James Ellroy’s Current Projects

After bursting into American mainstream literature with The Black Dahlia in 1987, James Ellroy has continued to consistently publish successful novels as well as collections of short stories, essays, memoirs, and other writings. His most current and widely knowthn project is his Second L.A. Quartet. In an interview with ShortList, Ellroy noted that the Second L.A. Quartet would take characters from both the first L.A. Quartet and the Underworld USA Trilogy and place them in Los Angeles during World War Two, essentially creating prequels to the two series.

Ellroy published the first novel, Perfidia, in 2014 and plunges the reader headfirst into Los Angeles during the immediate aftermath of the attack on Pearl Harbor. The novel features four main characters – William H. Parker, a gifted and overly ambitious LAPD caption with dubious ideology; Dudley Smith, an LAPD sergeant and Irish immigrant standing at odds with his captain; Hideo Ashida, a police chemist and the only Japanese person on the LAPD payroll; and Kay Lake, a young woman searching for adventure. High drama ensues as the characters investigate the brutal murder of a Japanese family, illuminating alliances and tensions among them.

Recent Publications and Features

In addition to the Second L.A. Quartet, Ellroy has also published a number of short stories, and writers from many major publications continue to interview him and feature his work in their articles. In 2015, Ellroy published LAPD ’53, a collection of his writings about the LAPD during that time period that features archived photographs from the Los Angeles Police Museum. More recently, Vanity Fair published his short story, “Buzz M for Murder,” in their November 2017 issue. In “Buzz M for Murder,” Ellroy resurrects the brutal 1963 murders of two “career girls” in New York City. As his volumes of short works suggest, Ellroy continues to create short pieces of fiction and non-fiction alongside his major novel projects.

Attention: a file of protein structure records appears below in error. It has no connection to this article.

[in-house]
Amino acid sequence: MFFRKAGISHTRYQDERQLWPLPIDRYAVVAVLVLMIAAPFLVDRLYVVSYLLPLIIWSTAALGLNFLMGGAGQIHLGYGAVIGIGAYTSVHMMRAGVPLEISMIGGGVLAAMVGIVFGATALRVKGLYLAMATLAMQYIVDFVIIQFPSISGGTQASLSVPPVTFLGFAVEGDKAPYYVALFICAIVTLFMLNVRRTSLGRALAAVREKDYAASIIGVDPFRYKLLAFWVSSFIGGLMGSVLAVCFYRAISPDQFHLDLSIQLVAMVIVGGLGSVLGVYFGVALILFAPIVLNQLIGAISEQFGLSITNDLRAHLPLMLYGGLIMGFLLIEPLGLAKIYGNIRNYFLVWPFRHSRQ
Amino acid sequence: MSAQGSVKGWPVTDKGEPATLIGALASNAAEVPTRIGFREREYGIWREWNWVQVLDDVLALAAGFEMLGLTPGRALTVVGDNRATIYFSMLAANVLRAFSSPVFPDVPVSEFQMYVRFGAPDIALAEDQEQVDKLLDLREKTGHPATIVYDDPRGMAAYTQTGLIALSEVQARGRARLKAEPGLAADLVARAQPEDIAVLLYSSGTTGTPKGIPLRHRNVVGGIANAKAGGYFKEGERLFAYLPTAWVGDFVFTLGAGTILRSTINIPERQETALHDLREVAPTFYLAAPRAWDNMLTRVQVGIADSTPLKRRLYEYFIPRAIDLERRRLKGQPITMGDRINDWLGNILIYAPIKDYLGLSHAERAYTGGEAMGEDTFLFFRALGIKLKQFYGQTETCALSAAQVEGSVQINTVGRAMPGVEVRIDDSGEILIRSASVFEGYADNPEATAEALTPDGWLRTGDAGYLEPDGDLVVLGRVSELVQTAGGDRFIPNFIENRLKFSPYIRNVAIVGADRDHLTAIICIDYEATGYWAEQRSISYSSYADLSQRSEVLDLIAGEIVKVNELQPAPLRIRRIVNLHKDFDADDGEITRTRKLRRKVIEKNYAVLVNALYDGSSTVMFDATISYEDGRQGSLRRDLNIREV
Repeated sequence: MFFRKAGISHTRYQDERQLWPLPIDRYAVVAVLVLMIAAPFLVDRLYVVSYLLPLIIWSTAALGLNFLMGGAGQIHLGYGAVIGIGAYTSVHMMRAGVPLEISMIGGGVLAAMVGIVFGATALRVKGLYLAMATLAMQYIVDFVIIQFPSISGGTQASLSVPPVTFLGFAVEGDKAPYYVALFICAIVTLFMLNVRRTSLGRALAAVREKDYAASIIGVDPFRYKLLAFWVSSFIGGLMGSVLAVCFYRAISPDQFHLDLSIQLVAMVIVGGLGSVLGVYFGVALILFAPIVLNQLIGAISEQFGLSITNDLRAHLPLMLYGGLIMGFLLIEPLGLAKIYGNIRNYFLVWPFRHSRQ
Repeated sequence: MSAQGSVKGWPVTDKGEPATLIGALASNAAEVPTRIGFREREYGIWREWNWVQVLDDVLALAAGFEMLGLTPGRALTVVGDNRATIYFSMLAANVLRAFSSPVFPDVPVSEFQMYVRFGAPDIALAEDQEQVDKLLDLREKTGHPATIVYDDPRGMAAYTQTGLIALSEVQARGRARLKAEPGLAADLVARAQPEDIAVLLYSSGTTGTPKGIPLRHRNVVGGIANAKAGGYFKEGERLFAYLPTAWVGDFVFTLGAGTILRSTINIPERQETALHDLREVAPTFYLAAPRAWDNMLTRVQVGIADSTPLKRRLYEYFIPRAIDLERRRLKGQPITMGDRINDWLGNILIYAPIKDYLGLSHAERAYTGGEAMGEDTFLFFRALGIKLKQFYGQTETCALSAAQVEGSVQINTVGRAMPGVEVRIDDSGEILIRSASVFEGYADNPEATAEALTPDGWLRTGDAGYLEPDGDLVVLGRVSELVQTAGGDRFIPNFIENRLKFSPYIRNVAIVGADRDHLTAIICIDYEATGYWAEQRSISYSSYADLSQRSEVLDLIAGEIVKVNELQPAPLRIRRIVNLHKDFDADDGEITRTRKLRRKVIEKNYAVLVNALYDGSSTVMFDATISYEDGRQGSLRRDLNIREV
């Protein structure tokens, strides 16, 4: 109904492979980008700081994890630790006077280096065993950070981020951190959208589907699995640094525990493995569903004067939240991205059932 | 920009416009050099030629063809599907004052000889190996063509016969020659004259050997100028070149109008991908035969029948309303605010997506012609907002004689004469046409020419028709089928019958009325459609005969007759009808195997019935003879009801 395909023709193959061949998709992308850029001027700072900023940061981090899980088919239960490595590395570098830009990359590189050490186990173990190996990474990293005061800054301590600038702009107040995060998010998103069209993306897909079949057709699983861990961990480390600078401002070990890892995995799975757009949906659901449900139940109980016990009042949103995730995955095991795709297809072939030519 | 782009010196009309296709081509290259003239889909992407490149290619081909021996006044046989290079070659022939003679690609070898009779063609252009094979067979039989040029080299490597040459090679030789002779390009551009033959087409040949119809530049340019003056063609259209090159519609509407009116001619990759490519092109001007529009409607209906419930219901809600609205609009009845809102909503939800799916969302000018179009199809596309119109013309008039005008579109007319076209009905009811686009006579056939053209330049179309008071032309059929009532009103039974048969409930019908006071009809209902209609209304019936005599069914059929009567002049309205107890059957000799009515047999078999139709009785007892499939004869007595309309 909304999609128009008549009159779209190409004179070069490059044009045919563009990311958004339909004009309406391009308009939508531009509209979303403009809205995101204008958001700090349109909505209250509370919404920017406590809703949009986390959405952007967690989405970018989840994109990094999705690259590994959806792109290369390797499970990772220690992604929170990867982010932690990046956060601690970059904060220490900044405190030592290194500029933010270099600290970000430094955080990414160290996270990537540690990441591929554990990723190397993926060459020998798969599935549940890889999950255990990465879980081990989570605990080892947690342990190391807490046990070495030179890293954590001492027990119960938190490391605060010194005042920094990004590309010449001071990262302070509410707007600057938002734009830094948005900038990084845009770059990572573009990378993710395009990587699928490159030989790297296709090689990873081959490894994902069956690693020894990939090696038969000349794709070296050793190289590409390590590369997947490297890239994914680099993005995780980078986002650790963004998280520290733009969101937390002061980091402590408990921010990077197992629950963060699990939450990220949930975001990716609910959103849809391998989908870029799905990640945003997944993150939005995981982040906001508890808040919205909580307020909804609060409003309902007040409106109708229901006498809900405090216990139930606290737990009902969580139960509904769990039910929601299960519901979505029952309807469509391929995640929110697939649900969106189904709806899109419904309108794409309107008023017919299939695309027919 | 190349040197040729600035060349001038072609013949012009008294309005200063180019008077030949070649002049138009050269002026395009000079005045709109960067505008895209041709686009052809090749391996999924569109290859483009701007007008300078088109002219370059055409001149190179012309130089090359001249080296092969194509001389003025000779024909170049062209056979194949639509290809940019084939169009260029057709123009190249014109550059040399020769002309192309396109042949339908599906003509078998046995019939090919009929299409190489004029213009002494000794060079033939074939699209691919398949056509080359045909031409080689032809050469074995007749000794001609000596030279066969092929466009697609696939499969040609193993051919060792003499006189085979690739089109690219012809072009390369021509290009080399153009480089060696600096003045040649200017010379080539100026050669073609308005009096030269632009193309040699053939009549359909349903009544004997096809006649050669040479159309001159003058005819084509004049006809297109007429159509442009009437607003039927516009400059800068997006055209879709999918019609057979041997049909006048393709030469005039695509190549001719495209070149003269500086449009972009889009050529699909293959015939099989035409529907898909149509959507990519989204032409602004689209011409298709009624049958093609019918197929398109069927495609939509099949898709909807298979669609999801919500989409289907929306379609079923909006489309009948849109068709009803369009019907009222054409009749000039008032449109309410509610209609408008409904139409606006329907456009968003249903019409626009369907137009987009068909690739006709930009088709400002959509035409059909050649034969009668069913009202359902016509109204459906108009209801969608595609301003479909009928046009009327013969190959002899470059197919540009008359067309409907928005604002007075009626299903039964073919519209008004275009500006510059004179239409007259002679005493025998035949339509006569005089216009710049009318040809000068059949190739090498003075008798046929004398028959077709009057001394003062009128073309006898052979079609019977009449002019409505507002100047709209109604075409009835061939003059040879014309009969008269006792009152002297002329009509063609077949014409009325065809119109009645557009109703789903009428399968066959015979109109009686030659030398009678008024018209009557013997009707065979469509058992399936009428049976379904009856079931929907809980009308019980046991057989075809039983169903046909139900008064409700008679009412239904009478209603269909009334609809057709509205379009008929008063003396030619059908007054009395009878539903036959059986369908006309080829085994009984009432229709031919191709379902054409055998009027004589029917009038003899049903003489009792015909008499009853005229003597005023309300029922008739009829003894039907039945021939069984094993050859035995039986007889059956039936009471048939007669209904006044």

Journalists also express their fascination with Ellroy and his work in a number of articles that reference his work. In a February 2016 article discussing writers’ fascination with the JFK assassination, Jeremy Egner naturally mentions Ellroy’s American Tabloid, which focuses on dark, behind-the-scenes operators that plotted to take down JFK. Additionally, thanks to Ellroy’s penchant for harsh language, The Atlantic featured him in an article exploring the literary use of the word “s***hole” after President Trump’s use of the term to describe certain countries. Ellroy’s work is also widely known overseas. In Scotland, crime writer Alan Parks has openly proclaimed that he one day hopes to be the James Ellroy of Glasgow. However, Ellroy’s popularity extends even as far as China. The South China Morning Post published an article in October 2017 about the best books about the JFK assassination, and naturally, the article featured Ellroy’s work. Journalists’ preoccupation with Ellroy’s work – especially in regard to the JFK assassination – demonstrate his massive cultural and literary influence on writing in the western world and beyond.